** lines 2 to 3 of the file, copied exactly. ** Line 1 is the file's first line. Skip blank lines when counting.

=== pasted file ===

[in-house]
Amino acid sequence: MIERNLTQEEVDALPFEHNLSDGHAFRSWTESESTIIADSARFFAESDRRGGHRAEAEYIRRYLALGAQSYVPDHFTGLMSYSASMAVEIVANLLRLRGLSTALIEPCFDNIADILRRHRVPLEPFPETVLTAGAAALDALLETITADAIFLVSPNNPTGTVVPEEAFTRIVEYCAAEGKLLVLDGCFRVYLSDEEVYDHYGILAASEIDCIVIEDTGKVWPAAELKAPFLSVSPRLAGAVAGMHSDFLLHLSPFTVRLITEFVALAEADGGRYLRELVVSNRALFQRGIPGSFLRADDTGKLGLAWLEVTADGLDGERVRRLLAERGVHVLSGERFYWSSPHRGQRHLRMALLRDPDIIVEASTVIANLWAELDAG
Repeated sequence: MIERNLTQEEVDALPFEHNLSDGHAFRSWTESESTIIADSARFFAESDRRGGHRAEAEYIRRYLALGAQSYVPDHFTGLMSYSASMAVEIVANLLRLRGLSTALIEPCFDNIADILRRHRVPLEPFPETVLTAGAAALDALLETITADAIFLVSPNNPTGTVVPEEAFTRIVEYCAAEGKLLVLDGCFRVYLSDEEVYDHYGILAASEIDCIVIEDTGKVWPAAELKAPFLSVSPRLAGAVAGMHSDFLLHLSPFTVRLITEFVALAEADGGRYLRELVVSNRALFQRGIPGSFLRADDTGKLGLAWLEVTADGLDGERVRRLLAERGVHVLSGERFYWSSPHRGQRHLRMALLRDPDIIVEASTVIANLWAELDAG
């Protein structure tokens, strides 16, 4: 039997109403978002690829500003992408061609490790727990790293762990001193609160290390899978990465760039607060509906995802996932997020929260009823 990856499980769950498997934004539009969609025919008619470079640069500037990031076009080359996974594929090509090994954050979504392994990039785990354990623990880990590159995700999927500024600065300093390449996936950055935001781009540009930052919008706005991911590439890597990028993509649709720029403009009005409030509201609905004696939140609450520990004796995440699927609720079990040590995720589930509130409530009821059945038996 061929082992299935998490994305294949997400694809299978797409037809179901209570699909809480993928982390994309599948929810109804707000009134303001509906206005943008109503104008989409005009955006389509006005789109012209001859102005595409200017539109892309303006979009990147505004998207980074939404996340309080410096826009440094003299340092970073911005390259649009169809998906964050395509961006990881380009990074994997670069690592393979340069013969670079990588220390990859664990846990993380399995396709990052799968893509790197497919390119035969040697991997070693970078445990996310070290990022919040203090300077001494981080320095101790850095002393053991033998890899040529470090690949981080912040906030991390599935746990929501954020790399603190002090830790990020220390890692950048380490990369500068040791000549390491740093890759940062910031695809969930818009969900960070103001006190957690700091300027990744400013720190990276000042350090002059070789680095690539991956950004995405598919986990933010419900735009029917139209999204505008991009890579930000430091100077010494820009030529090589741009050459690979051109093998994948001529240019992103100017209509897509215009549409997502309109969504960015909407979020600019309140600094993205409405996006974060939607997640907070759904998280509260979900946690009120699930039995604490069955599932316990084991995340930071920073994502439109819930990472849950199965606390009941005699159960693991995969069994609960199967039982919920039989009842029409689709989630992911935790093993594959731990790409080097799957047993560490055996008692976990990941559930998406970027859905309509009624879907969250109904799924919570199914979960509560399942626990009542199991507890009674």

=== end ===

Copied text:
Amino acid sequence: MIERNLTQEEVDALPFEHNLSDGHAFRSWTESESTIIADSARFFAESDRRGGHRAEAEYIRRYLALGAQSYVPDHFTGLMSYSASMAVEIVANLLRLRGLSTALIEPCFDNIADILRRHRVPLEPFPETVLTAGAAALDALLETITADAIFLVSPNNPTGTVVPEEAFTRIVEYCAAEGKLLVLDGCFRVYLSDEEVYDHYGILAASEIDCIVIEDTGKVWPAAELKAPFLSVSPRLAGAVAGMHSDFLLHLSPFTVRLITEFVALAEADGGRYLRELVVSNRALFQRGIPGSFLRADDTGKLGLAWLEVTADGLDGERVRRLLAERGVHVLSGERFYWSSPHRGQRHLRMALLRDPDIIVEASTVIANLWAELDAG
Repeated sequence: MIERNLTQEEVDALPFEHNLSDGHAFRSWTESESTIIADSARFFAESDRRGGHRAEAEYIRRYLALGAQSYVPDHFTGLMSYSASMAVEIVANLLRLRGLSTALIEPCFDNIADILRRHRVPLEPFPETVLTAGAAALDALLETITADAIFLVSPNNPTGTVVPEEAFTRIVEYCAAEGKLLVLDGCFRVYLSDEEVYDHYGILAASEIDCIVIEDTGKVWPAAELKAPFLSVSPRLAGAVAGMHSDFLLHLSPFTVRLITEFVALAEADGGRYLRELVVSNRALFQRGIPGSFLRADDTGKLGLAWLEVTADGLDGERVRRLLAERGVHVLSGERFYWSSPHRGQRHLRMALLRDPDIIVEASTVIANLWAELDAG